Lectionary Year A
April 28, 2002
Step V: Distillation
A. Summary of Salient Features
(JFC) "The theological 'center of gravity' in this text" is the persons of God in it;
the Holy Spirit fills Stephen, God and the Son of Man are seen when the heavens open and the Lord (presumably, Christ?) whom Stephen asks to pardon the stoners. Perhaps, the next most important character in this story is Stephen and his approach to his death. The ones who dragged him from town and stoned him to death are indispensable to the story, but we have to call them minor parts in the larger scheme of things here, don't we?
B. Smoother Translation
(JFC) 55 Being full of Holy Spirit, Stephen looked up into heaven and saw the
glory of God and Jesus standing at God's right hand 56 and he said , "Behold I see the heavens opened and the Son of Man standing at God's right hand." 57 But crying out in a loud voice the crowd out-sounded the hearing of them and they rushed together at Stephen 58 and they forced/drove him from the city and they stoned him. And the witnesses threw off their coats/cloaks/garments and they put them at the feet of a young man named Saul, 59 and they stoned this Stephen as he was praying and saying, "Lord Jesus, receive my spirit." 60 And then going onto a knee (to pray) he cried out in a loud voice, "Lord, do not hold against them this their sin." And having said this, he died.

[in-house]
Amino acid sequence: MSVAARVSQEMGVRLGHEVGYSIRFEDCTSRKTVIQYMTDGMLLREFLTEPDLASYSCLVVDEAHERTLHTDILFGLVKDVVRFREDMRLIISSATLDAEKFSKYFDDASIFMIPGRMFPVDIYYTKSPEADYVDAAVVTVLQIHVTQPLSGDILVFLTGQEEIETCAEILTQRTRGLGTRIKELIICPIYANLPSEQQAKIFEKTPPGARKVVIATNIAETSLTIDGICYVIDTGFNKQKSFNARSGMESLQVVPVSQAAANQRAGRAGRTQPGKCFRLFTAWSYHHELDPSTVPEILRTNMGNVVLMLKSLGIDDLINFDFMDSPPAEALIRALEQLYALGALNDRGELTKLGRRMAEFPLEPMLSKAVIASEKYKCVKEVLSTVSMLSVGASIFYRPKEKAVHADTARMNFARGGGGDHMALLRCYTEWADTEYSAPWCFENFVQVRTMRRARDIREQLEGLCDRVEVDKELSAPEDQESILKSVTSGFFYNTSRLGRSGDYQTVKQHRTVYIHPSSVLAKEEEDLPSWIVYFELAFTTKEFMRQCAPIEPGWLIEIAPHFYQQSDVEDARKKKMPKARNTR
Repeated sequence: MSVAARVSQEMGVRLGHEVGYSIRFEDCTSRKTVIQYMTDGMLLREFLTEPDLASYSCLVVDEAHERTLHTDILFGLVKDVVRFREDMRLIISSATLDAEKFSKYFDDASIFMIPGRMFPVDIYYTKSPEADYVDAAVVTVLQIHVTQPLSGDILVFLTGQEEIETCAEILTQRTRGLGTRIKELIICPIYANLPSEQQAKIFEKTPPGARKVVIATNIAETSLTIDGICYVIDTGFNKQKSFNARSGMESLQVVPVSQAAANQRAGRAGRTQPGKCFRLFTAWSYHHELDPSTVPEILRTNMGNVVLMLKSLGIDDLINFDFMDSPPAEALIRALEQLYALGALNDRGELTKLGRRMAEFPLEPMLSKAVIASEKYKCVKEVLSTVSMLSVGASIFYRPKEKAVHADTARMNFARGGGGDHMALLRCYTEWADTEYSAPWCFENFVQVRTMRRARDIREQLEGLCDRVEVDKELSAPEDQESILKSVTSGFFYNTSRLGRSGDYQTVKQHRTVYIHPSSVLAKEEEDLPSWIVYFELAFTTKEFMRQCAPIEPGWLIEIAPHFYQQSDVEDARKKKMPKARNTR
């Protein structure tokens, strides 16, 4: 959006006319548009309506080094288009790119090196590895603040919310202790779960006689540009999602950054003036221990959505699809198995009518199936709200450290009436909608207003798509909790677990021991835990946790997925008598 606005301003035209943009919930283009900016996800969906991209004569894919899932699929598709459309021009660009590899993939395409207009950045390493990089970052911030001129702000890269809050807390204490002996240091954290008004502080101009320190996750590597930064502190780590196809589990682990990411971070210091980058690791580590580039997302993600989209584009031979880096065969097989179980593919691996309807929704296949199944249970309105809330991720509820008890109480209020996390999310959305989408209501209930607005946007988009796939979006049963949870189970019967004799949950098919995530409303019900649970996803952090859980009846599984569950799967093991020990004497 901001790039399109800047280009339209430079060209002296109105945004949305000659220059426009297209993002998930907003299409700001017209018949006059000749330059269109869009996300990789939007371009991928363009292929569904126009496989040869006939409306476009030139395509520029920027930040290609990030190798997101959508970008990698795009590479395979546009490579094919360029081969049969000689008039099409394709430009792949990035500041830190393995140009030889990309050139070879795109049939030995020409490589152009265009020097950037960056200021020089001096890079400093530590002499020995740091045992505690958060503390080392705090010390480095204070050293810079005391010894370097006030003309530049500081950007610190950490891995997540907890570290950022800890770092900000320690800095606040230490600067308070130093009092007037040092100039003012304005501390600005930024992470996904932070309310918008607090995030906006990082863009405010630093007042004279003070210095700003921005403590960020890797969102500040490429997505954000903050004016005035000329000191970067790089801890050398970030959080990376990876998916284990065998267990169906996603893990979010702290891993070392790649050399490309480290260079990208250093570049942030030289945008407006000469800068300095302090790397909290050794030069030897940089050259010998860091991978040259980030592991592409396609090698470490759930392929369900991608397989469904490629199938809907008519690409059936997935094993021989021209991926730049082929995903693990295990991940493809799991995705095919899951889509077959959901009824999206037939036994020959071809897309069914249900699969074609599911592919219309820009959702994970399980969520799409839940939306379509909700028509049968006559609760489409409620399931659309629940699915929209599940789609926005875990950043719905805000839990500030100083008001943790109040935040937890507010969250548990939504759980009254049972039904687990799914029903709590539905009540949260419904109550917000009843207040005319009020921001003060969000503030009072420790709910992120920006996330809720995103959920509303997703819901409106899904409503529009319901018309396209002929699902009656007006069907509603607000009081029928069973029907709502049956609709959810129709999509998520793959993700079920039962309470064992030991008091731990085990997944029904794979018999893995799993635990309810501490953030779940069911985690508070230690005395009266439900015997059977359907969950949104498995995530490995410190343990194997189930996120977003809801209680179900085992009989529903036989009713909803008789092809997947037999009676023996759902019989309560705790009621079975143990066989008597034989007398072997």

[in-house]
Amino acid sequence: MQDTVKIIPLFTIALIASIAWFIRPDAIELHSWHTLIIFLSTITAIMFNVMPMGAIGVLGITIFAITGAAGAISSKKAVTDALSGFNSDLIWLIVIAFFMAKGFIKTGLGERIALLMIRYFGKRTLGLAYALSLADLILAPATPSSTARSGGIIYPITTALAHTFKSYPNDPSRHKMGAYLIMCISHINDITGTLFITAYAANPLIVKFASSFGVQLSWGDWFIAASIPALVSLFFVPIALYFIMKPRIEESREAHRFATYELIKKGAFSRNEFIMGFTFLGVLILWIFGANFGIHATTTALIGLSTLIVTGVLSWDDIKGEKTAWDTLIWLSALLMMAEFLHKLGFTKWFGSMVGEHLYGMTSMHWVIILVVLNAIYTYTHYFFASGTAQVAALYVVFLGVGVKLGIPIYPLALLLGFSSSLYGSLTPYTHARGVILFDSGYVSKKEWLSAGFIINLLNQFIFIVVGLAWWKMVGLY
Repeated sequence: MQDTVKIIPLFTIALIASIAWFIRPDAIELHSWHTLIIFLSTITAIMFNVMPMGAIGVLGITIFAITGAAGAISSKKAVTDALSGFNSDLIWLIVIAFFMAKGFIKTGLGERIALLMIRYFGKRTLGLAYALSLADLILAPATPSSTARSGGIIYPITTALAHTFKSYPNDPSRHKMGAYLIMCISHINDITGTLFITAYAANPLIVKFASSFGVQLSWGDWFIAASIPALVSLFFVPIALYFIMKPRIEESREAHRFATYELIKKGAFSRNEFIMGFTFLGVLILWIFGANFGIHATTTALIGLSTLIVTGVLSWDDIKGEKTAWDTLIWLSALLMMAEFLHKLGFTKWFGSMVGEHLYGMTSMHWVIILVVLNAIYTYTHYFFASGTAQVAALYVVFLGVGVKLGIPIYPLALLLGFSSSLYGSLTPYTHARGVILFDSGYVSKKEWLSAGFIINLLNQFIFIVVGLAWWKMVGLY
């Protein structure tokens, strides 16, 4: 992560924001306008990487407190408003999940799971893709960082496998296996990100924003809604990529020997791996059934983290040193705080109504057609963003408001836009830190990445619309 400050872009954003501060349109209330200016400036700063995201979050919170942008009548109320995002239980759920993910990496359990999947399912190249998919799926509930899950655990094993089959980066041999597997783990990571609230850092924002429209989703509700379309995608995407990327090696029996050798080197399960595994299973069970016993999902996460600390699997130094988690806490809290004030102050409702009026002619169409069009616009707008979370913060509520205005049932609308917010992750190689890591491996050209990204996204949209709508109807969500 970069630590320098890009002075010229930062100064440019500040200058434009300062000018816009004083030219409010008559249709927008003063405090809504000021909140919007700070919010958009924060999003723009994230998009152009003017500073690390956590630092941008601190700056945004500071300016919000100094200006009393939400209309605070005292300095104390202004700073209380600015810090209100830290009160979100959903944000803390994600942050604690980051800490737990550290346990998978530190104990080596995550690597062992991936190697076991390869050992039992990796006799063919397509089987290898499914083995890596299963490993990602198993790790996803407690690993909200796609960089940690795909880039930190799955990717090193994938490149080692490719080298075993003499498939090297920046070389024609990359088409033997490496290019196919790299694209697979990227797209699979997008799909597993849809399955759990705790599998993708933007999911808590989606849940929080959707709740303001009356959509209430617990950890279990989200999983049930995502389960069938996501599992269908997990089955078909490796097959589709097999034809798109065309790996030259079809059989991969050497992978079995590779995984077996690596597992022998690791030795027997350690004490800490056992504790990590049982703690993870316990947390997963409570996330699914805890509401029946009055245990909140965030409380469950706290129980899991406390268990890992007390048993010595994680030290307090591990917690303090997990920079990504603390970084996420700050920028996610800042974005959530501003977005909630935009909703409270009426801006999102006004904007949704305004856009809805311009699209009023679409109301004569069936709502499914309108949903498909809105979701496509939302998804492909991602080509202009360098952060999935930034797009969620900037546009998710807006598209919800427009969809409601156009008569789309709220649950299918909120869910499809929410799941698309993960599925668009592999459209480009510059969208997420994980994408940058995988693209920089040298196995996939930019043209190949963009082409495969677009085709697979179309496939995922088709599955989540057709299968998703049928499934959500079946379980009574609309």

C. Hermeneutical Bridge
(JFC) Alice Adams (1848-92) U. S. diarist, sister of William and Henry James, in a
letter, December 11, 1891, to her brother, psychologist William James (published in the Diary of Alice James, ed. By Leon Edel, 1864), wrote, "The difficulty about all this dying, is that you can't tell a fellow anything about it, so where does the fun come in?" As frivolous as this (rhetorical?) question seems at first reading, it might be worth mulling over here. If fun resembles fulfillment, then some fun/fulfillment, at least for Christians, comes with death when we realize we die, as we live, with God, in God's presence, with God's constant and endless attendance. So, being with God in death can be fulfilling and fun, as well. And, if we, as did Stephen, forgive all who've done us wrong before dying, the fulfillment is limitless, to be sure, for the believer.
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